Thursday, January 1, 2009

No more golf

Well today I tried to play golf for the first time since the diagnosis. My back pain has been present but manageable so I popped a vicodin and went to play. I felt pain on about 80% of the swings, sometimes just a twinge, sometimes enough to make me drop to the ground after a swing. But I was managing. I made it through the first nine holes and thought I would continue. I wasn't scoring very well because it was impossible to swing through the ball -- I couldn't rotate around my spine as I'm supposed to. But I thought just to be able to finish the round was a good goal.

I drove on 10 and the ball was a little low but had a decent draw to it and wound up in the center of the fairway about 170 yards from the pin. I took out my club and swung and I felt like somebody had stabbed me in the back with an inch-thick steel rod. I heard a crack (like a knuckle cracking) and I fell to the ground in pain. I was really scared...I thought for a moment that I'd literally broken my back or at a minimum shattered a vertebrae there. It felt very warm at the location where it was tweaked. The pain was very intense for about five seconds and I thought for sure I was going to have to go to the hospital.

It subsided just enough for me to get to my feet, so I knew my back wasn't broken, but golf was out of the question. I moved slowly back to the cart and called Jill to let her know what had happened. My back is tender now but doesn't hurt. Nonetheless, no more golf until I'm better.

I'm going to see Forman tomorrow morning and will ask him about getting on biophosphonates for the back. They have some side effects but I have to arrest the damage being done.

Separately, I received an email from a a very nice woman named Lois who is 56 and who recently completed Dr. BB's therapy. She is in complete remission and feels very good about the protocol and wonders why anybody in my situation would think twice about it. I will be corresponding with her and another couple of people that have gone through it in an effort to educate myself.

One thing that is becoming a bigger concern to me is the lack of long-term disability insurance. I must find a way to get it as I'm going to be out of the office for more than six months -- probably as long as a year.

Anyhow, that's all the news for today. More to post tomorrow after I see Dr. SF, where my topics of questions will include (a) biophosphonates, (b) how he feels about Dr.BB's protocol, (c) whether he could give me any of the maintenance therapy even if he doesn't want to do the tandem transplants, etc. (d) whether any of the information presented at the recent hematology conference changed his perspective on treatment, (e) what the current state of my disease is given the blood work that we did there a month ago -- and they will do more tomorrow, (f) what kind of HLA typing my brothers and I need to do, and (g) what his colleagues said when he had them review my case.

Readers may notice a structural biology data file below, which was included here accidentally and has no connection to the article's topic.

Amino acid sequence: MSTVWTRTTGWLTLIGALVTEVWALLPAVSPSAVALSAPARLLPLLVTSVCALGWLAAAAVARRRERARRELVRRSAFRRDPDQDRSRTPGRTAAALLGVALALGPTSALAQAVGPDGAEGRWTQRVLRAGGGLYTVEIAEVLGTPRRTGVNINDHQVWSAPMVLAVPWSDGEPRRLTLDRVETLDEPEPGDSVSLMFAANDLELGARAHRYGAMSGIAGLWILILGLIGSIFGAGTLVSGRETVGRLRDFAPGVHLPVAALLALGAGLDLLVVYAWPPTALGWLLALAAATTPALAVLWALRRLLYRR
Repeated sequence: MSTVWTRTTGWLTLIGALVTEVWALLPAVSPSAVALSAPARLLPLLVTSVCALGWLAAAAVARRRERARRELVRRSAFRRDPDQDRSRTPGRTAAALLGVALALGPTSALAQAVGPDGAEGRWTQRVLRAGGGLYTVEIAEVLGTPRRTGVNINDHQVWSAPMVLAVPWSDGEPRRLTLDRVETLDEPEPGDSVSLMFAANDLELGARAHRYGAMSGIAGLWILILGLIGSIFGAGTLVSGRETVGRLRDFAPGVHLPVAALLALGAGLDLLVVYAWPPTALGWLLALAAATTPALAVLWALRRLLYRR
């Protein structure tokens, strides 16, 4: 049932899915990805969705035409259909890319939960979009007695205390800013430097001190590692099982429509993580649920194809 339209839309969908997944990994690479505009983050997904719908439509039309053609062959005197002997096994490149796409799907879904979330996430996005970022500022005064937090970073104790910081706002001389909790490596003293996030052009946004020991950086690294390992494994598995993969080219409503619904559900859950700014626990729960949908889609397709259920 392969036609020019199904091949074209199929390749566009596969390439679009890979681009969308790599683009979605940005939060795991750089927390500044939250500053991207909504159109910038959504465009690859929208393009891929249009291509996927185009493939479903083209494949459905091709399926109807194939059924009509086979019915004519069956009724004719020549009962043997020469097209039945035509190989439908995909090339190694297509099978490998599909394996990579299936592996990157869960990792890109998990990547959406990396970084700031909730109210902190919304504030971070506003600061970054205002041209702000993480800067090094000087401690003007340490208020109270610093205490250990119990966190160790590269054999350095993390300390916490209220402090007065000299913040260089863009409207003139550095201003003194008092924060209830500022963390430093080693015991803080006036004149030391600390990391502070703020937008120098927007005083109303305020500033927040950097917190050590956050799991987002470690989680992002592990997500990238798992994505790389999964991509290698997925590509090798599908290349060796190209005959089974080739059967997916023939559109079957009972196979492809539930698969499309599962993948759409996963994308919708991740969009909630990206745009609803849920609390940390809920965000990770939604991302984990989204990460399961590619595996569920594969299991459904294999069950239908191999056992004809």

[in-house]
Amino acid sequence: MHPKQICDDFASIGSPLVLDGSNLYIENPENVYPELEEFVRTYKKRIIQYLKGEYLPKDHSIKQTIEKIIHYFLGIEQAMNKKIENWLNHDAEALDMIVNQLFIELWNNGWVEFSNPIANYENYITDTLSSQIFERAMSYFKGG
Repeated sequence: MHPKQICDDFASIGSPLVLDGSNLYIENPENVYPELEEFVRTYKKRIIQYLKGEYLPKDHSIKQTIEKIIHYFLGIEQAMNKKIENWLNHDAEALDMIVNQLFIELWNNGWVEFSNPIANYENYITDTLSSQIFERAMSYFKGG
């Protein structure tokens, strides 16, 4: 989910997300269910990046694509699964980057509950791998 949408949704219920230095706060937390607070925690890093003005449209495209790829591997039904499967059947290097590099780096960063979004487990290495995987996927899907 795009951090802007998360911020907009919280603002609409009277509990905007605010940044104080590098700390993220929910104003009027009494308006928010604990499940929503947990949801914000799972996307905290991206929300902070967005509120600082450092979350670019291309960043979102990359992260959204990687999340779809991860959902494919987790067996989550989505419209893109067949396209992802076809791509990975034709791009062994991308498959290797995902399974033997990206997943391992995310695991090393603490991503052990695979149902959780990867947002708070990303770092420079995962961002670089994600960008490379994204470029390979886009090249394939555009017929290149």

Happy New Year...and a change in luck

I took Jill out to dinner last night at Spago to celebrate New Year's Eve. Actually, more to say a giant "screw you 2008" but hey, the food was the same.

In 2008, Parker was diagnosed with cone dystrophy, a horrible eye condition that is going to leave her legally blind WITH glasses and with no existing prospects for correction (people, I urge you, support any and all stem cell research). My wife spent a week in the hospital with meningitis. And of course I was diagnosed with incurable cancer (again, support stem cell research). 2008, in short, sucked. Or to use slightly more mellifluous verbiage, as the Queen of England once said in reference to the year where Diana died, 2008 is our "Anno Horribilis."

Luck, it seems, may have started turning already. As you may know, I'm an avid wine collector, with around 4,000 bottles in the cellar. Some of these are relatively inexpensive, many are reasonable, and a few are quite pricey. While I am resolved to beat this disease, I am somewhat mindful that the more expensive wines should be drunk perhaps a bit sooner than I was planning, in part because even if I kick Myeloma one of the things that can happen as a result of therapy is that taste buds can be damaged or destroyed. I might never enjoy wine again.

So I brought one of the gems last night: a 1990 Beasejour-Duffau, which the world's foremost wine critic Robert Parker assigned 100 points and about which he wrote: